The Confusing World of Car Engine Oils

Clarifying the confusing world of engine oils

Unless you’re a real car expert car engine oils can seem very confusing. At the end of the day your car needs oil in order to stay healthy – a bit like how you need air and water. While the car needs these too, it also needs engine oil in order to work smoothly with each moving part able to do its job at the right moment and to the best of its ability.

Without engine oil all of the moving parts in the engine, the exhaust  system and the gearbox would slowly but surely grind each other down causing catastrophic (and expensive) damage. To those who aren’t car experts, engine oil is engine oil and it shouldn’t make a difference which bottle of oil you put into the system should it? With different products available from different makes, it’s just a case of choosing the one that provides the best value, right?

Unfortunately that is not the case at all. Engine oil is far more complicated than that as different makes and models require different types of engine oil in order to work effectively and efficiently at all times.

Engine oils – the facts

When it comes to choosing the engine oil, as mentioned, you can’t just pick the cheapest bottle that you find on the shelf. Different makes and models require different engine oils, and it is usually dependent upon the size of the engine and the subsequent power output.

A 3-litre engine, for example, will need more oil than a 1-litre engine, but the different grades of engine oil available aren’t determined by engine size. Instead, they come in a number of different grades such as 5w30 engine oil and 15w40.

This might sound like something of a maths equation from school, but actually the numbers refer to the lowest and highest temperature that the oils will help to start the engine in. In the case of 5w30, this means that it is better suited to performing in low temperatures than 15w40 engine oil, while the 30 and 40 refer to the viscosity at 100 degrees Celsius.

If you don’t know exactly which engine oil to buy for your vehicle the simplest ways to find out are to either consult your owner’s handbook, or to contact one of the Euro Car Parts experts who will be happy to advise you on the right type and the best oil for you.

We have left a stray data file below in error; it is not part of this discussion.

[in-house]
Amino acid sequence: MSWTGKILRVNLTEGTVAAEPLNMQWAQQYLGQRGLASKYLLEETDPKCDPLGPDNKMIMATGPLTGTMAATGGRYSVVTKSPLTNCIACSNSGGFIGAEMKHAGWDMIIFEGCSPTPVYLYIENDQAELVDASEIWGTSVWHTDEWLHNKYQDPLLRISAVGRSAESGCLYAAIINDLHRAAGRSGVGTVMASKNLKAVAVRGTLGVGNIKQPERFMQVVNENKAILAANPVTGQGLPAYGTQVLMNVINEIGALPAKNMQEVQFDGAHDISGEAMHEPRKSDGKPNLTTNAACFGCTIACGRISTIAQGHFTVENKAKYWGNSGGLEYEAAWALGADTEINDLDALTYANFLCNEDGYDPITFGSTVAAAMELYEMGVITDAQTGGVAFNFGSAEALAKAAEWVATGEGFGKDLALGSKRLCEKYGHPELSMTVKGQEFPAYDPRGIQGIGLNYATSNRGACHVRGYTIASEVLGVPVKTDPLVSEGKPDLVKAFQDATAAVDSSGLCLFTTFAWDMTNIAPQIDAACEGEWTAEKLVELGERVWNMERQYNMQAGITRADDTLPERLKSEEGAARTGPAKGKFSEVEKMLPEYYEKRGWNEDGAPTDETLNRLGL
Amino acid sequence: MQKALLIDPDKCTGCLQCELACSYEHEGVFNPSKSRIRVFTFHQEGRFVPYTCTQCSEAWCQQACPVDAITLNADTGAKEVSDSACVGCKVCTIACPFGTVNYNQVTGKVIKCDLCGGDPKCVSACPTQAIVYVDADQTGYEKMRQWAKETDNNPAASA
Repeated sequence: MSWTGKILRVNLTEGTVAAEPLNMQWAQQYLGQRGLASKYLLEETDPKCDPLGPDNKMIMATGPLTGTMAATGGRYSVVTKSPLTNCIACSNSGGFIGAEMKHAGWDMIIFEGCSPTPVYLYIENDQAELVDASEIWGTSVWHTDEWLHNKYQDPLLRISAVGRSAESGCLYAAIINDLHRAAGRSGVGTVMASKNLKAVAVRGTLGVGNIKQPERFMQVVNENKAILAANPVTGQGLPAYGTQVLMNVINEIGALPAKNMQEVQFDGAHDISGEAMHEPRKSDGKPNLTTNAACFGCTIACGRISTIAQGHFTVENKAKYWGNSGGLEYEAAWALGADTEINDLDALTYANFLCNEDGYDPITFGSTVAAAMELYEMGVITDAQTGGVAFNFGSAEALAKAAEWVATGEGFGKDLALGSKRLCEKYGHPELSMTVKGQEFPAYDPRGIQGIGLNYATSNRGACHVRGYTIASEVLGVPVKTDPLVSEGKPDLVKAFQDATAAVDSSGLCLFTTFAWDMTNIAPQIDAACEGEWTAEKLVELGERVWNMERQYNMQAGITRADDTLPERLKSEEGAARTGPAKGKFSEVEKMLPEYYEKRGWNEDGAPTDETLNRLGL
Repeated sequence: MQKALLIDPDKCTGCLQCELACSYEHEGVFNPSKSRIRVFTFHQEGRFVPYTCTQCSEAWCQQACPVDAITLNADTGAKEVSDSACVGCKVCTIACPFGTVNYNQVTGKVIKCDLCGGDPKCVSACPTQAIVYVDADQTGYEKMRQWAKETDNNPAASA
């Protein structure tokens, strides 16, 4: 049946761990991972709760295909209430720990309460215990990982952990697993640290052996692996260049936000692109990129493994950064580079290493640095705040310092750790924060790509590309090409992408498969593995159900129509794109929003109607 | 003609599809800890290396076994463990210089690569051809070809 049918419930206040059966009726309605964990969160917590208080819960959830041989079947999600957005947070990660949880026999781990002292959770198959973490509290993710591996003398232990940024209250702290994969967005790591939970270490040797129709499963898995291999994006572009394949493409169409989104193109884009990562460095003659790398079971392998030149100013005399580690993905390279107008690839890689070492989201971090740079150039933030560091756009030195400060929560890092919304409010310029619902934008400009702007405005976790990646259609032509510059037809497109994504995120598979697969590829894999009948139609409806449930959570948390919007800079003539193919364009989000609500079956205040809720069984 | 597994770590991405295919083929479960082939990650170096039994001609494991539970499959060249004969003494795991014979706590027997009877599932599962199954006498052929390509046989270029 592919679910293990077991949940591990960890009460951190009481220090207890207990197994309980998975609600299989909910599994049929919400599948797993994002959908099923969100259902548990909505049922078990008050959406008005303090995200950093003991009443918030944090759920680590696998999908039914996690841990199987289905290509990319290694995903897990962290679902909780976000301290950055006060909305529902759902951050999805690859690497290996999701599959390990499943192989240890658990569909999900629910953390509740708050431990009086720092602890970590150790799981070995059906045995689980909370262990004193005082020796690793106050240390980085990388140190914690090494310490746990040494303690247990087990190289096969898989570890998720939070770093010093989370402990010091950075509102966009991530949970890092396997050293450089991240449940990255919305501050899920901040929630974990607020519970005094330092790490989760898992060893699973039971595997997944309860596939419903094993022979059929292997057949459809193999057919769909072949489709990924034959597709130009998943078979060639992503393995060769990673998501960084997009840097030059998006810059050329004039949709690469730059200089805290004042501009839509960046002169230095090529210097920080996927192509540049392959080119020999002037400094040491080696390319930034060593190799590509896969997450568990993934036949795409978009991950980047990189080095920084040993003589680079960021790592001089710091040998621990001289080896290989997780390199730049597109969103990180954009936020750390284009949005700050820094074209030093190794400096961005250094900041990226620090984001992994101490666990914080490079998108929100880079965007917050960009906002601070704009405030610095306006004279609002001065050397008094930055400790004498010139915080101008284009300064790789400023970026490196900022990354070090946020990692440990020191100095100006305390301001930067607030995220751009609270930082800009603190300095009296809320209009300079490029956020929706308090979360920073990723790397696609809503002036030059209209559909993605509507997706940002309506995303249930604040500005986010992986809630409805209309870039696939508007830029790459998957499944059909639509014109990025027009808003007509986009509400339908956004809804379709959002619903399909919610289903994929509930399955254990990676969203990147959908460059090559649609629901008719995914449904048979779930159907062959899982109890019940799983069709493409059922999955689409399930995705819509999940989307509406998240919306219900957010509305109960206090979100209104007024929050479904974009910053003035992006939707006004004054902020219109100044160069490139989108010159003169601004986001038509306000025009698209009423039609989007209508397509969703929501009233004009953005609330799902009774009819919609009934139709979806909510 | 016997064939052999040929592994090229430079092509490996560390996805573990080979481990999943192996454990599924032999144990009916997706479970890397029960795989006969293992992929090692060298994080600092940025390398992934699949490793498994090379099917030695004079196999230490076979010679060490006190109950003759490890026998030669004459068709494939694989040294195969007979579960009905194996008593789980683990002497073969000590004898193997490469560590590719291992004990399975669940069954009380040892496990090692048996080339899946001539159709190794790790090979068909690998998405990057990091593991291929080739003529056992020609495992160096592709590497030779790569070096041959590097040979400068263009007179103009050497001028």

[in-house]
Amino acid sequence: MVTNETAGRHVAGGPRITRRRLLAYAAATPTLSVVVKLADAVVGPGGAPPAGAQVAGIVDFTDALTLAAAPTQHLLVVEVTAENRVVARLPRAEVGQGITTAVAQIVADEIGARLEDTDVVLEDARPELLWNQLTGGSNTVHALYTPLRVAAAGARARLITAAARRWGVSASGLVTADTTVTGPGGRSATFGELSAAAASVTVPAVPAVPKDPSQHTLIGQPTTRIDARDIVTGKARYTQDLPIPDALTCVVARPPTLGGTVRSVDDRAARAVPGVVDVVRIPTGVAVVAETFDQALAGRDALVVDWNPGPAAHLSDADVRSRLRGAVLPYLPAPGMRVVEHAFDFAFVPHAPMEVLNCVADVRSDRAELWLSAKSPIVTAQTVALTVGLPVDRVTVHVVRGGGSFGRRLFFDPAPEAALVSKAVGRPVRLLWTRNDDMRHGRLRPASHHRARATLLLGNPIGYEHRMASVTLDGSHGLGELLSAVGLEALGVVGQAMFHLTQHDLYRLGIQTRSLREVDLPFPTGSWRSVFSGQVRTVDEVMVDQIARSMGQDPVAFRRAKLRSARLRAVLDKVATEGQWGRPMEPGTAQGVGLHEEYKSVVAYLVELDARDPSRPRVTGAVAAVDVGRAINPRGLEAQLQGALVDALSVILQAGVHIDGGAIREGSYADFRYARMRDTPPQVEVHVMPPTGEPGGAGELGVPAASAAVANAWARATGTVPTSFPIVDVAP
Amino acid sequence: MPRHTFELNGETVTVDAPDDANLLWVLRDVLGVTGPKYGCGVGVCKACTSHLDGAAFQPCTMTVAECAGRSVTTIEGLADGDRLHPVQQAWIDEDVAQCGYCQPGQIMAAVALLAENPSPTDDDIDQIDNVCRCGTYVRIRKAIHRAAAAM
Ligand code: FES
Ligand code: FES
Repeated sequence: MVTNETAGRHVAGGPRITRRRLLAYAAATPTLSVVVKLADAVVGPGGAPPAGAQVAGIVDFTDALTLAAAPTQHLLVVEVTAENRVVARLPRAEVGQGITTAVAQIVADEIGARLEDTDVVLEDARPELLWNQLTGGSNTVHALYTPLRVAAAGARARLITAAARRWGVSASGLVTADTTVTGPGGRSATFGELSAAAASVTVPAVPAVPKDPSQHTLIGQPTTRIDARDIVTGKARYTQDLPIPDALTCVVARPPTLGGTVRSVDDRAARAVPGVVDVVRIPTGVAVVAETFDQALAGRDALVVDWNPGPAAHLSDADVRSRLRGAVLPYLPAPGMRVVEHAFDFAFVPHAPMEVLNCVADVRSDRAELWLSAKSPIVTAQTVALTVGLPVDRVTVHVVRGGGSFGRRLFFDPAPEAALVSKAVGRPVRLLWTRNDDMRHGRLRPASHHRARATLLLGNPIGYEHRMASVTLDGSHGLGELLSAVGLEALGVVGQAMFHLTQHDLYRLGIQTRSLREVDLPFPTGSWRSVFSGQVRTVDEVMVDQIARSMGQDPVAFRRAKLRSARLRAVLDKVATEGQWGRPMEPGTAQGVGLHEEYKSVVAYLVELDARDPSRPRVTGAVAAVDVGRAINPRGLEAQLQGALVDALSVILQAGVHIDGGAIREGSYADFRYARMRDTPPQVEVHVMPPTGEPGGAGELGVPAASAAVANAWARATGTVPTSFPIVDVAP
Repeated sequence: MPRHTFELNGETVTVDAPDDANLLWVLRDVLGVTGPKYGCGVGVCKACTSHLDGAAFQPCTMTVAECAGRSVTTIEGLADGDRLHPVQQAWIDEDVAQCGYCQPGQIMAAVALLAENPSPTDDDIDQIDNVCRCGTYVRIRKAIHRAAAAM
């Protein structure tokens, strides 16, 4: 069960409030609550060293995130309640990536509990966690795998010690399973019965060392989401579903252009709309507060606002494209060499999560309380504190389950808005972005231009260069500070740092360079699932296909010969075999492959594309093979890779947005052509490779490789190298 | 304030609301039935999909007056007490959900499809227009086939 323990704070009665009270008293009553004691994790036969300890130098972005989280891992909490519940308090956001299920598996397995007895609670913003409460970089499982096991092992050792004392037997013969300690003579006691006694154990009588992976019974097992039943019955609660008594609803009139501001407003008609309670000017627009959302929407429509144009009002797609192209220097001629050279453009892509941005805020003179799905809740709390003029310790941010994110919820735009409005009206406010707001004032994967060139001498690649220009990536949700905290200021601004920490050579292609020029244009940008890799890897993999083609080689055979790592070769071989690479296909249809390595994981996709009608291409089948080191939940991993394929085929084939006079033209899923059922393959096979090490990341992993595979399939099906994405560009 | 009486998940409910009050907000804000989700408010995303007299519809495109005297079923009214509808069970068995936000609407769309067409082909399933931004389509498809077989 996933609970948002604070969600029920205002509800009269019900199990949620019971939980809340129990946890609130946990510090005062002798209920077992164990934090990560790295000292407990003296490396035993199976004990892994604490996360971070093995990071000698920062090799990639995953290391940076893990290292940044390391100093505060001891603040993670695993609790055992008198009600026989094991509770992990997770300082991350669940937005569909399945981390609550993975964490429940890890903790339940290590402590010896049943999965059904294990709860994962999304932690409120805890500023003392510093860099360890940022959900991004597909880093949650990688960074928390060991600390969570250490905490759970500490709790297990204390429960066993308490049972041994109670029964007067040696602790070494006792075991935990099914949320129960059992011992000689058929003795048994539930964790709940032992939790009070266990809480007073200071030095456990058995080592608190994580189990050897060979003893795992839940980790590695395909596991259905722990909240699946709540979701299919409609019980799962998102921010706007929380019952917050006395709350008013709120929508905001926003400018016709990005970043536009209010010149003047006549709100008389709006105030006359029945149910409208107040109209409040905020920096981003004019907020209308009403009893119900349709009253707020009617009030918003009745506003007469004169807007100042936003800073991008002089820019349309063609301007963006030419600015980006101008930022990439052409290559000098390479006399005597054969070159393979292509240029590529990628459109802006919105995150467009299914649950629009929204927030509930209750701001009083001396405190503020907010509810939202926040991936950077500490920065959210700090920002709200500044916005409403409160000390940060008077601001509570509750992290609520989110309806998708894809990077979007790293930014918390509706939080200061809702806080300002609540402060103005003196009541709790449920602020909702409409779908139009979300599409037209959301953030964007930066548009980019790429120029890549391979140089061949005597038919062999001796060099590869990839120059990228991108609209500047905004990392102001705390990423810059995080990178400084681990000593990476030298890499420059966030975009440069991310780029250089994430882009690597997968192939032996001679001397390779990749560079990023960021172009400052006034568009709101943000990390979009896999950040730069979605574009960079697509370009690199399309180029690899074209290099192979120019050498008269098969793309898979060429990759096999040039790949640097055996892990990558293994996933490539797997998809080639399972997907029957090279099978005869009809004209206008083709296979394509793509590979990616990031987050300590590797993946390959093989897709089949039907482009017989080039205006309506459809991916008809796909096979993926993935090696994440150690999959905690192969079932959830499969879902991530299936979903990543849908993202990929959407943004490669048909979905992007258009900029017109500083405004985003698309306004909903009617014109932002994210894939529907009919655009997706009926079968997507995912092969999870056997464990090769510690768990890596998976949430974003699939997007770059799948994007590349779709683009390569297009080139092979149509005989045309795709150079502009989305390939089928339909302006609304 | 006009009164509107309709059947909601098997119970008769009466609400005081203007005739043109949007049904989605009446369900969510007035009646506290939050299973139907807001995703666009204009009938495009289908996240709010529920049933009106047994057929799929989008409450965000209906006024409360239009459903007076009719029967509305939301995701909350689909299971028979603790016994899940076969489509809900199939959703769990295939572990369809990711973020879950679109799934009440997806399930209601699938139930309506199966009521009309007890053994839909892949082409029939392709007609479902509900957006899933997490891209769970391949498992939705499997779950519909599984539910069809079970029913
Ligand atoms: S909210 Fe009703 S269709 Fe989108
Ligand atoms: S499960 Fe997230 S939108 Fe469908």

Checking your engine oil

You should be checking your engine oil levels on a fortnightly basis – or at the very, very least once a month. Car maintenance is something you’re either good at keeping up-to-date with, or relatively poor, instead leaving it until you have your car serviced or when it goes in for its MOT.

Checking the engine oil level is one of the simplest bits of car maintenance you could possibly do, and it only takes a few minutes. Park on a flat surface so that the oil sits in a level position in the engine, and make sure that it is cold. As the engine warms up, so does the oil, and it thins out which will give an inaccurate reading.

Remove the dip-stick, wipe it clean, put it back into the engine and remove it again after a few seconds to reveal how much oil is currently in your engine. The dip-stick has a minimum and maximum marking, and it should be as close to the maximum point as possible to ensure that there is enough oil to fully lubricate all of the moving parts.

When to perform an oil change

In addition to lubricating the various moving parts and keeping them cool in the process, engine oils also collect debris and various materials that may have found their way into the system – or that may have corroded as a result of being low on oil previously.

To stop these materials from causing any damage it is important to change your engine oil from time to time, and most experts will recommend that you do this at regular intervals as suggested in your owner’s handbook.

Each engine will be different and your own driving habits will also dictate when to change your engine oil. Some manufacturers will say to change the oil every six months; others will say every 3,000-miles, so it is worth considering how much you drive before you start worrying about changing the oil after six months.

Again, if you are unsure get in touch with your local dealership or contact one of our experts who will help you.

For more advice on engine oils and various specific car parts that you might need to pay close attention to, continue to check the Euro Car Parts blog.